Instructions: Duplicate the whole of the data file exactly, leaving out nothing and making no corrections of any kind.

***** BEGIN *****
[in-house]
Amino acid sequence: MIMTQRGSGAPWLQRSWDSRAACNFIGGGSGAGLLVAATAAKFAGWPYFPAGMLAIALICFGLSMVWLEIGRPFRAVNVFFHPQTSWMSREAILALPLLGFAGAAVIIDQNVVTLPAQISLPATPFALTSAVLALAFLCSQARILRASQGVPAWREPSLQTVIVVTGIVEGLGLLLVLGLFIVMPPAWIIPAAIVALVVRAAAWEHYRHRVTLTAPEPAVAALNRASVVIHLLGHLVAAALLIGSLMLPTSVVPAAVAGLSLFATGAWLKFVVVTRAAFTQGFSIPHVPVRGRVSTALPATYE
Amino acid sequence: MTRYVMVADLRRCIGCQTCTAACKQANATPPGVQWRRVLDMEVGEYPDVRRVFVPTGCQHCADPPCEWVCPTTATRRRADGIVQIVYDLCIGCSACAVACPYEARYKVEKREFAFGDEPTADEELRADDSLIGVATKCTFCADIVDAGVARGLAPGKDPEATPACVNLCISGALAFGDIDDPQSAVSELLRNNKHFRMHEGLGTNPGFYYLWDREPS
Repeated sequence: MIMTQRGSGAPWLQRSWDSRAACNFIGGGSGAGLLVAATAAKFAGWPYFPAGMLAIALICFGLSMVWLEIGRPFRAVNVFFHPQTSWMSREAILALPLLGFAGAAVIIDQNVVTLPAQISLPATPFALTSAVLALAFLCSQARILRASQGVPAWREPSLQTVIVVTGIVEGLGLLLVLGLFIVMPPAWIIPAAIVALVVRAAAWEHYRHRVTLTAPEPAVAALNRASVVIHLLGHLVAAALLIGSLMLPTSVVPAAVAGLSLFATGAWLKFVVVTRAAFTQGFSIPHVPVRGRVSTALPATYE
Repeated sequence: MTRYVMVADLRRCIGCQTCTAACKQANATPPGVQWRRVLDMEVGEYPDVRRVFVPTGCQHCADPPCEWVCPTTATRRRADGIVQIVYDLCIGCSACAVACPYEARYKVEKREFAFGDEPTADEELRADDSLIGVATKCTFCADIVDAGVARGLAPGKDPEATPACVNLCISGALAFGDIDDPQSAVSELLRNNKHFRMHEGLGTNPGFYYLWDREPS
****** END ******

[in-house]
Amino acid sequence: MIMTQRGSGAPWLQRSWDSRAACNFIGGGSGAGLLVAATAAKFAGWPYFPAGMLAIALICFGLSMVWLEIGRPFRAVNVFFHPQTSWMSREAILALPLLGFAGAAVIIDQNVVTLPAQISLPATPFALTSAVLALAFLCSQARILRASQGVPAWREPSLQTVIVVTGIVEGLGLLLVLGLFIVMPPAWIIPAAIVALVVRAAAWEHYRHRVTLTAPEPAVAALNRASVVIHLLGHLVAAALLIGSLMLPTSVVPAAVAGLSLFATGAWLKFVVVTRAAFTQGFSIPHVPVRGRVSTALPATYE
Amino acid sequence: MTRYVMVADLRRCIGCQTCTAACKQANATPPGVQWRRVLDMEVGEYPDVRRVFVPTGCQHCADPPCEWVCPTTATRRRADGIVQIVYDLCIGCSACAVACPYEARYKVEKREFAFGDEPTADEELRADDSLIGVATKCTFCADIVDAGVARGLAPGKDPEATPACVNLCISGALAFGDIDDPQSAVSELLRNNKHFRMHEGLGTNPGFYYLWDREPS
Repeated sequence: MIMTQRGSGAPWLQRSWDSRAACNFIGGGSGAGLLVAATAAKFAGWPYFPAGMLAIALICFGLSMVWLEIGRPFRAVNVFFHPQTSWMSREAILALPLLGFAGAAVIIDQNVVTLPAQISLPATPFALTSAVLALAFLCSQARILRASQGVPAWREPSLQTVIVVTGIVEGLGLLLVLGLFIVMPPAWIIPAAIVALVVRAAAWEHYRHRVTLTAPEPAVAALNRASVVIHLLGHLVAAALLIGSLMLPTSVVPAAVAGLSLFATGAWLKFVVVTRAAFTQGFSIPHVPVRGRVSTALPATYE
Repeated sequence: MTRYVMVADLRRCIGCQTCTAACKQANATPPGVQWRRVLDMEVGEYPDVRRVFVPTGCQHCADPPCEWVCPTTATRRRADGIVQIVYDLCIGCSACAVACPYEARYKVEKREFAFGDEPTADEELRADDSLIGVATKCTFCADIVDAGVARGLAPGKDPEATPACVNLCISGALAFGDIDDPQSAVSELLRNNKHFRMHEGLGTNPGFYYLWDREPS